I’ve had the Dithyramb Winery Blueberry Honey Wine a few times now and am starting to understand what it is about. This mix of honey wine (64 percent) and blueberry wine (36 percent) is actually more about the blueberry than the honey.
There have been a few occasions where I haven’t loved (or even liked) the combination of blueberry and honey in a wine. And the premise behind a honey wine flavored with another fruit is you’ll like it if it’s well made and the combination works on your palate.
After popping open the King Arthur from Meadery of the Rockies (the state’s oldest meadery), I was left wondering where the sugar went. Not being a serious mead drinking, I assumed all offerings were super sweet. Like Kool Aid.
The Dithyramb Winery Apple Pie made me think about Thanksgiving. In August. That’s a good thing.
Honey Jack’s bottle suggests something bold. It’s long, sleek,textured and black from head to toe.
Straight mead is a simple drink. It’s honey and water, fermented. That’s about it. The difference from one to the next is often as simple as honey quality, how much sugar was left in the bottle and overall balance of flavors.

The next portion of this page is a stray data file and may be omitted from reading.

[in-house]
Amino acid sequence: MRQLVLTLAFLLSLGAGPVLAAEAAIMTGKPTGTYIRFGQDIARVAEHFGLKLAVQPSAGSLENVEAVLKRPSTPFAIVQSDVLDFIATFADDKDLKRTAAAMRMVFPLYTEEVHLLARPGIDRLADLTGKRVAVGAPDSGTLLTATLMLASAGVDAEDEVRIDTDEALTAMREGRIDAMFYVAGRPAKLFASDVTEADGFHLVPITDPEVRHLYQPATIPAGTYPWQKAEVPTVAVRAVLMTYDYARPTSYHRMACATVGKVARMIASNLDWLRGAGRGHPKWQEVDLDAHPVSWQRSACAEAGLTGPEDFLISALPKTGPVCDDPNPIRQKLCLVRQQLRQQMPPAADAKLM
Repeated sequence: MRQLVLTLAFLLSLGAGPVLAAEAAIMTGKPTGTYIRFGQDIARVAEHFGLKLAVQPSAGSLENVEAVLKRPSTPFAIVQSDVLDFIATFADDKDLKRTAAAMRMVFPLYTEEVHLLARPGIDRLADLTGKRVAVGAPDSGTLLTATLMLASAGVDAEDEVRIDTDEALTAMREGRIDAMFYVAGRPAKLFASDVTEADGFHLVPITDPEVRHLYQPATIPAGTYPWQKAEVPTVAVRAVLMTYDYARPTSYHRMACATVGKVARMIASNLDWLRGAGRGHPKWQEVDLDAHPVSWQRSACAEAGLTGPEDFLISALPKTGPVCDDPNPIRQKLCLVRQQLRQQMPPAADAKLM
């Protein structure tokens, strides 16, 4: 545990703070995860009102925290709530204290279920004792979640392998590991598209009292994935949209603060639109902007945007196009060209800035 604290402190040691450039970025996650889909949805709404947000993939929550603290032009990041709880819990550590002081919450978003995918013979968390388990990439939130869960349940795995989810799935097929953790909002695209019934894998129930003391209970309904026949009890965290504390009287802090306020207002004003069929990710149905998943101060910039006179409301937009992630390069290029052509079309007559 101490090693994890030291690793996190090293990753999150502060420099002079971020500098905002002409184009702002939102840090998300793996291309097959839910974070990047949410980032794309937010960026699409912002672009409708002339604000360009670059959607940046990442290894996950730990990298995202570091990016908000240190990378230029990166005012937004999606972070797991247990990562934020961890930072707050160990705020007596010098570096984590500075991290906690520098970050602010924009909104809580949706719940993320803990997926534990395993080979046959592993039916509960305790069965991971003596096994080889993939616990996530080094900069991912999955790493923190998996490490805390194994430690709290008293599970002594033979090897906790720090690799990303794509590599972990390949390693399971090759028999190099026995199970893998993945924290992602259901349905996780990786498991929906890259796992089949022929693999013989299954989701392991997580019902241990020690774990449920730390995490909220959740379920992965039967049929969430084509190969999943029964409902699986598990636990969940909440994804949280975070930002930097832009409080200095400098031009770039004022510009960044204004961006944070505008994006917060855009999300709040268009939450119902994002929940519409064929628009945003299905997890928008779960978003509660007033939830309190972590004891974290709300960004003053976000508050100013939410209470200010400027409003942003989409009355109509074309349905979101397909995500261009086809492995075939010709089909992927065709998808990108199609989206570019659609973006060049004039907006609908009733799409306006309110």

Often, wine snobs will raise their noses sky high at the mention of fruit wine. Good. Because that means there’s more for us to raise a glass to. A true wine connoisseur knows that vino comes in all shades of flavors from dry to sweet, light to full bodied, and anything that produces sugar is [...]
It’s not often that a wine can completely trick your olfactory senses into telling your tastebuds the exact wrong flavors to expect. It’s also not that often that a fruit wine actually tastes good on my palate. So the Dithyramb Winery Raspberry Honey Wine (no vintage) is just something of an anomaly. Sean and Candice [...]